Sometimes I wonder just what was in that fairy dust. It was strong, whatever it was. It still works, you see. Not all the time, it didn't do that, even when I was first hit by it. It only works when I look at her. In the beginning, it was enough just to be near her, my heart would fill and my body all aflame. It has faded now. I've grown fond of her, no doubt, I do love her in a way, for she is mother to the child I love truly, and my companion of many years, and she does love me. But away from her, the desire fades, and leaves me empty. In her presence I can sometimes find contentment, and in her face salvation, for to look her in the eyes is to recapture that feeling of good and pure love from the beginning. Though I know, even through that misty eyes haze, that it is the feeling alone, and not the truth. My heart truly lies further away. Elora knows, I believe. Still such a small, dear child. But she remembers. She asks about him, even though he left when she was an infant, never to return. Happy at home with his fields, his magic, his natural children, and his wife. I remember the love in his eyes when he spoke of them, true love. I know that love, truly, I cannot be bitter, for I love the sweet child. Even before those blasted brownies took her she had captured this jaded heart. And I think I know why I love Sorcha. She needed love. And we needed her. That's why it was her I went foolish for, because I know I looked at him first. I'm certain of it. I looked at him first, but we needed her, and that's why my heart splits in two. Or perhaps, the fairy dust can only create love from nothing, and holds no power where it already exists.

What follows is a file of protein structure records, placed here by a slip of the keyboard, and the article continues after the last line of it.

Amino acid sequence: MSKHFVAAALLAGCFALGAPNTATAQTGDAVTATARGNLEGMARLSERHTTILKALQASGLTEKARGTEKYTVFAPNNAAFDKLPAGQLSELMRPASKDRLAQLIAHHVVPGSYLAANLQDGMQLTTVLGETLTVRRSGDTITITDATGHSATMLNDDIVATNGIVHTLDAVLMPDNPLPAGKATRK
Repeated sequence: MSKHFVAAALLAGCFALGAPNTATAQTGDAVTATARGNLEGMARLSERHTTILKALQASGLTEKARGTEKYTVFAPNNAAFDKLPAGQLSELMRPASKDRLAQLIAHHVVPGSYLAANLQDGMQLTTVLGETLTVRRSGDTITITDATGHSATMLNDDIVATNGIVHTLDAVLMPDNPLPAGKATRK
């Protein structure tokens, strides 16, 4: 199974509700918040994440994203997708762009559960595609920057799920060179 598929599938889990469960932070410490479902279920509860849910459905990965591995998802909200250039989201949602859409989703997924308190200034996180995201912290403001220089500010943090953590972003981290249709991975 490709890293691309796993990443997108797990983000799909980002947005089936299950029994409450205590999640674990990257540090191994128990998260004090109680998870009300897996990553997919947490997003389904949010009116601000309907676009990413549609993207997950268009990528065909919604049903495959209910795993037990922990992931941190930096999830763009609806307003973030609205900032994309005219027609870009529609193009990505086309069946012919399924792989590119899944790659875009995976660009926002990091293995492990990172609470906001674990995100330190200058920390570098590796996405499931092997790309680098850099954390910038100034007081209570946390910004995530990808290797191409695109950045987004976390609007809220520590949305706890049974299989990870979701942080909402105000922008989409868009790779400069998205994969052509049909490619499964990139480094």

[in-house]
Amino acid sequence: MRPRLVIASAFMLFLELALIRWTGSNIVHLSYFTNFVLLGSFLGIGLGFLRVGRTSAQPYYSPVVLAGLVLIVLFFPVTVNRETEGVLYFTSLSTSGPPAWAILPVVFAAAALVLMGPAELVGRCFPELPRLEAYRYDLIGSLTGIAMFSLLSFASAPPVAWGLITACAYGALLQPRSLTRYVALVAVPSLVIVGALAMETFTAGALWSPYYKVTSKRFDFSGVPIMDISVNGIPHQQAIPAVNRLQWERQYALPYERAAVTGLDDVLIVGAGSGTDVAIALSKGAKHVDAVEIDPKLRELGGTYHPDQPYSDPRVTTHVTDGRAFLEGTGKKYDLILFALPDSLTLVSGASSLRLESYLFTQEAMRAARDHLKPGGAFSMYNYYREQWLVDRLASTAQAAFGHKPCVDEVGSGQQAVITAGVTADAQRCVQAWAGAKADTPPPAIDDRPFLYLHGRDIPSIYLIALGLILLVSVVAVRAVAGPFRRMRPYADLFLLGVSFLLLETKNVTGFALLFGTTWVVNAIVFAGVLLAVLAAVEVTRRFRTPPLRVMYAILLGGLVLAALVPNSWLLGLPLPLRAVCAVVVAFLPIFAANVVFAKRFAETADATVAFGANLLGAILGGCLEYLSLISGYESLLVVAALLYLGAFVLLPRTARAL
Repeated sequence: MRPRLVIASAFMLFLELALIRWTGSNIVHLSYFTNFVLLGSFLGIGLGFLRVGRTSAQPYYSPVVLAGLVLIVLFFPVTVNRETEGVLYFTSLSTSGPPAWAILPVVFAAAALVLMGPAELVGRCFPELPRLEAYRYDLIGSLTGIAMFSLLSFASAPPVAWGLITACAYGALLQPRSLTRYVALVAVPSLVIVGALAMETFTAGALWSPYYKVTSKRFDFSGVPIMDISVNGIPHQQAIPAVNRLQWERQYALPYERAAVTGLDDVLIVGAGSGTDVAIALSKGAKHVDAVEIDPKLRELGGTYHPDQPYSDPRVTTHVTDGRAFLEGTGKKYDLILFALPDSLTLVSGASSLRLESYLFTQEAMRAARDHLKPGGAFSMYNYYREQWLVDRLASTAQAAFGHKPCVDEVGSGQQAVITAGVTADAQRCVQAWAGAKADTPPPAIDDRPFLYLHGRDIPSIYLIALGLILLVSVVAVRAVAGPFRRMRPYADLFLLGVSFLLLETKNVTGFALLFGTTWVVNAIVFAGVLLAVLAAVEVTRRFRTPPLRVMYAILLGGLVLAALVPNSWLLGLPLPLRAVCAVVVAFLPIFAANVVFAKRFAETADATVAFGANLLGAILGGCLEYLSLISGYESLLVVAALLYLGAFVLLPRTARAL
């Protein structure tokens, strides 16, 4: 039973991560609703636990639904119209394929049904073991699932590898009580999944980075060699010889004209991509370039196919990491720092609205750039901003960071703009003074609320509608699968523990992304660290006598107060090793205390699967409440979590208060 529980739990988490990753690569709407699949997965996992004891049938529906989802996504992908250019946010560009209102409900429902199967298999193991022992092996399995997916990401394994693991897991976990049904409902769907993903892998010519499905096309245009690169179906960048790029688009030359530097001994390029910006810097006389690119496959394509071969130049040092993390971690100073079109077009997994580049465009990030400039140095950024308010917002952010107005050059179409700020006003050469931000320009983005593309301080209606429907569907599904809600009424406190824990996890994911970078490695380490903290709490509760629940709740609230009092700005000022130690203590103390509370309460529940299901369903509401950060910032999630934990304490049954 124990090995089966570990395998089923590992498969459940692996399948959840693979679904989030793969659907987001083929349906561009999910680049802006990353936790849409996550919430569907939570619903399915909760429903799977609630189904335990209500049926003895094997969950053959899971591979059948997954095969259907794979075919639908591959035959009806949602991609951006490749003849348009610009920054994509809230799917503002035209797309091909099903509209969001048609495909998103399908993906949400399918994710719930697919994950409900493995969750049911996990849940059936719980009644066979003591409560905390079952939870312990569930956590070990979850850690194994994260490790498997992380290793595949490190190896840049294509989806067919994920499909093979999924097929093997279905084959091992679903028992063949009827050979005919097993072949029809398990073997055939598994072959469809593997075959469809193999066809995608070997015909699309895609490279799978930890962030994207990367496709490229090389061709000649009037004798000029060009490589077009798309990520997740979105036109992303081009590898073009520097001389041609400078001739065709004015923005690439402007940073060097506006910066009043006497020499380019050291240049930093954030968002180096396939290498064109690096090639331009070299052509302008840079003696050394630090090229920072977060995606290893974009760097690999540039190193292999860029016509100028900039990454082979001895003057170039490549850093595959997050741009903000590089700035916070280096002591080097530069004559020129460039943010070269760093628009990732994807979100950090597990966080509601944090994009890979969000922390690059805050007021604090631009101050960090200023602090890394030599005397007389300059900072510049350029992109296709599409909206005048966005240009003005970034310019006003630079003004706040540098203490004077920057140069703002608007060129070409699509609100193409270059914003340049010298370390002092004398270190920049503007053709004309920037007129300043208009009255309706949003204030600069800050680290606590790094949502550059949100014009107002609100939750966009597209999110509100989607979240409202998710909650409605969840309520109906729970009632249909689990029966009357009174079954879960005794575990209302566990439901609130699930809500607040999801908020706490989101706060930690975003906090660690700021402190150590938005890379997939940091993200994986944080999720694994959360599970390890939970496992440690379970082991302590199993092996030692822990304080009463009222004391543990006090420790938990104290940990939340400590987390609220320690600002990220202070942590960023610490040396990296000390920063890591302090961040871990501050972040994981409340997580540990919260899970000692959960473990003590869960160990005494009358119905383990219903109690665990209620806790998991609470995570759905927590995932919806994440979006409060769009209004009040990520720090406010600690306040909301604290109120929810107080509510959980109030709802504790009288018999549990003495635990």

He believed in me. No one else had ever done that. As long as I could remember, no one had ever believed in me. Even he fought it. He didn't want to leave Elora with me. But he did. He didn't believe I was a great swordsman. But he let me fight for him. Asked me to event. He didn't believe I was a theif, defended me even. Couse he immediately asked if I was. But he trusted me to tell him. And the look on his face when I swore my allegiance to him... Iwould have died for him. I should have died for him. He didn't realize what that oath meant to me. How deeply it bound me to him. The oath I would give no other before him, and no other above him. But he's a farmer, he can't be expected to know the warrior's way.